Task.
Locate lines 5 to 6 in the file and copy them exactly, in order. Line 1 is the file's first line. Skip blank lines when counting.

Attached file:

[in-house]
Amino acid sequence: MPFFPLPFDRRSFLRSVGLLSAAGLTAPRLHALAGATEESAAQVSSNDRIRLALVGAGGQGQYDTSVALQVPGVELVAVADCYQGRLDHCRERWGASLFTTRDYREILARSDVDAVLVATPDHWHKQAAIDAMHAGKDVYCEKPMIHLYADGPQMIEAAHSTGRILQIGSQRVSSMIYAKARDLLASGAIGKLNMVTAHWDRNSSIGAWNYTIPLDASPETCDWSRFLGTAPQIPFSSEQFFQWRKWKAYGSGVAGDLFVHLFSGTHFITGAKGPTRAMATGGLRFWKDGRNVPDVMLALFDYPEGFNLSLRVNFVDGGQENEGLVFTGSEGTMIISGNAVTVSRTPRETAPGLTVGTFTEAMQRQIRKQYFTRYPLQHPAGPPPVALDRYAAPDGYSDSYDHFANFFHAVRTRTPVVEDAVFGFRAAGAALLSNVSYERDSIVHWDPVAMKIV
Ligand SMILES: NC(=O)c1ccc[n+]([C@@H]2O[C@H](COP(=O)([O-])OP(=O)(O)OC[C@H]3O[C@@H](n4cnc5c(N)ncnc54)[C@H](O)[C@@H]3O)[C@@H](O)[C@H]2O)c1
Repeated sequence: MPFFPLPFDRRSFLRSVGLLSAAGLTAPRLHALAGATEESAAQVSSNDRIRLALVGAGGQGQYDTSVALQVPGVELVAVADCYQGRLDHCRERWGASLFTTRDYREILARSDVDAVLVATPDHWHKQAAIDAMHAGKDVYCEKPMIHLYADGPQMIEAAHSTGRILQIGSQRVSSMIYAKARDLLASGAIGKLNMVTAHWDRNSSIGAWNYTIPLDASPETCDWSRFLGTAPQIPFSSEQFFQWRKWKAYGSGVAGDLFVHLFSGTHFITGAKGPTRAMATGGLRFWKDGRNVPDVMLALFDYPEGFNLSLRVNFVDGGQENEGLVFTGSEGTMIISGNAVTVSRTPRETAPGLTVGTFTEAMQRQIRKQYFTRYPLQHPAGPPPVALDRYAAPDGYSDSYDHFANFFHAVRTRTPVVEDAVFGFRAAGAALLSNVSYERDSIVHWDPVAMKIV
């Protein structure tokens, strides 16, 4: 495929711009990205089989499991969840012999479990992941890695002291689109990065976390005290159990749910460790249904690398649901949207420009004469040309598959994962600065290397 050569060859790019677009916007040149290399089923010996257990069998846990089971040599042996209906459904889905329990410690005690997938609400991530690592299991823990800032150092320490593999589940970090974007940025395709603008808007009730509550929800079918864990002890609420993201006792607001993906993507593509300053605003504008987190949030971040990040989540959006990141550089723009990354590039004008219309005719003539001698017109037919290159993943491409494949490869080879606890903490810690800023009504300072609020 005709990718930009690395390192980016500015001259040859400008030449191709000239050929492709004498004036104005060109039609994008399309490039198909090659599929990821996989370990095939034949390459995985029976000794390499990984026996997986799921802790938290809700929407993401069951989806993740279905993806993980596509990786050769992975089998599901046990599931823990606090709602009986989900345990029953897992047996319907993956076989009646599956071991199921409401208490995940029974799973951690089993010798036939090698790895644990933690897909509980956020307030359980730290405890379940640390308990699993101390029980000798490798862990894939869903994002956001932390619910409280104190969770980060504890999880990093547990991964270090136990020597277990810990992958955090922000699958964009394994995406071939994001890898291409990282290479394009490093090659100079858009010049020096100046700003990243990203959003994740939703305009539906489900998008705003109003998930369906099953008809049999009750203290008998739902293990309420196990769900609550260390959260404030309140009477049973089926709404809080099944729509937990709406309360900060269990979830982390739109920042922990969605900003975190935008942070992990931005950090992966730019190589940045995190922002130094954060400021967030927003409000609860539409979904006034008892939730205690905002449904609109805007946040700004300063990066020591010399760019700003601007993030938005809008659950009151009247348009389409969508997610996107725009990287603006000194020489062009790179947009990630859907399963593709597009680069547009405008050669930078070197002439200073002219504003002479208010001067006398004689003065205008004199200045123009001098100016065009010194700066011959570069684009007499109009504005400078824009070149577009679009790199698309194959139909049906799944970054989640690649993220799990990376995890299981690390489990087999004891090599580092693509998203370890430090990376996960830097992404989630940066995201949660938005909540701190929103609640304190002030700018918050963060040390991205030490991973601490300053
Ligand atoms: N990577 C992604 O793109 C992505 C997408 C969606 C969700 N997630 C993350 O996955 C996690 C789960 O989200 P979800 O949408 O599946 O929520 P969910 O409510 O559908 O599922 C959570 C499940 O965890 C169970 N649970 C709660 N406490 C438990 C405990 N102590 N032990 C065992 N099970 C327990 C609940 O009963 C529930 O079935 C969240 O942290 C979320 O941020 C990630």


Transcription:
């Protein structure tokens, strides 16, 4: 495929711009990205089989499991969840012999479990992941890695002291689109990065976390005290159990749910460790249904690398649901949207420009004469040309598959994962600065290397 050569060859790019677009916007040149290399089923010996257990069998846990089971040599042996209906459904889905329990410690005690997938609400991530690592299991823990800032150092320490593999589940970090974007940025395709603008808007009730509550929800079918864990002890609420993201006792607001993906993507593509300053605003504008987190949030971040990040989540959006990141550089723009990354590039004008219309005719003539001698017109037919290159993943491409494949490869080879606890903490810690800023009504300072609020 005709990718930009690395390192980016500015001259040859400008030449191709000239050929492709004498004036104005060109039609994008399309490039198909090659599929990821996989370990095939034949390459995985029976000794390499990984026996997986799921802790938290809700929407993401069951989806993740279905993806993980596509990786050769992975089998599901046990599931823990606090709602009986989900345990029953897992047996319907993956076989009646599956071991199921409401208490995940029974799973951690089993010798036939090698790895644990933690897909509980956020307030359980730290405890379940640390308990699993101390029980000798490798862990894939869903994002956001932390619910409280104190969770980060504890999880990093547990991964270090136990020597277990810990992958955090922000699958964009394994995406071939994001890898291409990282290479394009490093090659100079858009010049020096100046700003990243990203959003994740939703305009539906489900998008705003109003998930369906099953008809049999009750203290008998739902293990309420196990769900609550260390959260404030309140009477049973089926709404809080099944729509937990709406309360900060269990979830982390739109920042922990969605900003975190935008942070992990931005950090992966730019190589940045995190922002130094954060400021967030927003409000609860539409979904006034008892939730205690905002449904609109805007946040700004300063990066020591010399760019700003601007993030938005809008659950009151009247348009389409969508997610996107725009990287603006000194020489062009790179947009990630859907399963593709597009680069547009405008050669930078070197002439200073002219504003002479208010001067006398004689003065205008004199200045123009001098100016065009010194700066011959570069684009007499109009504005400078824009070149577009679009790199698309194959139909049906799944970054989640690649993220799990990376995890299981690390489990087999004891090599580092693509998203370890430090990376996960830097992404989630940066995201949660938005909540701190929103609640304190002030700018918050963060040390991205030490991973601490300053
Ligand atoms: N990577 C992604 O793109 C992505 C997408 C969606 C969700 N997630 C993350 O996955 C996690 C789960 O989200 P979800 O949408 O599946 O929520 P969910 O409510 O559908 O599922 C959570 C499940 O965890 C169970 N649970 C709660 N406490 C438990 C405990 N102590 N032990 C065992 N099970 C327990 C609940 O009963 C529930 O079935 C969240 O942290 C979320 O941020 C990630």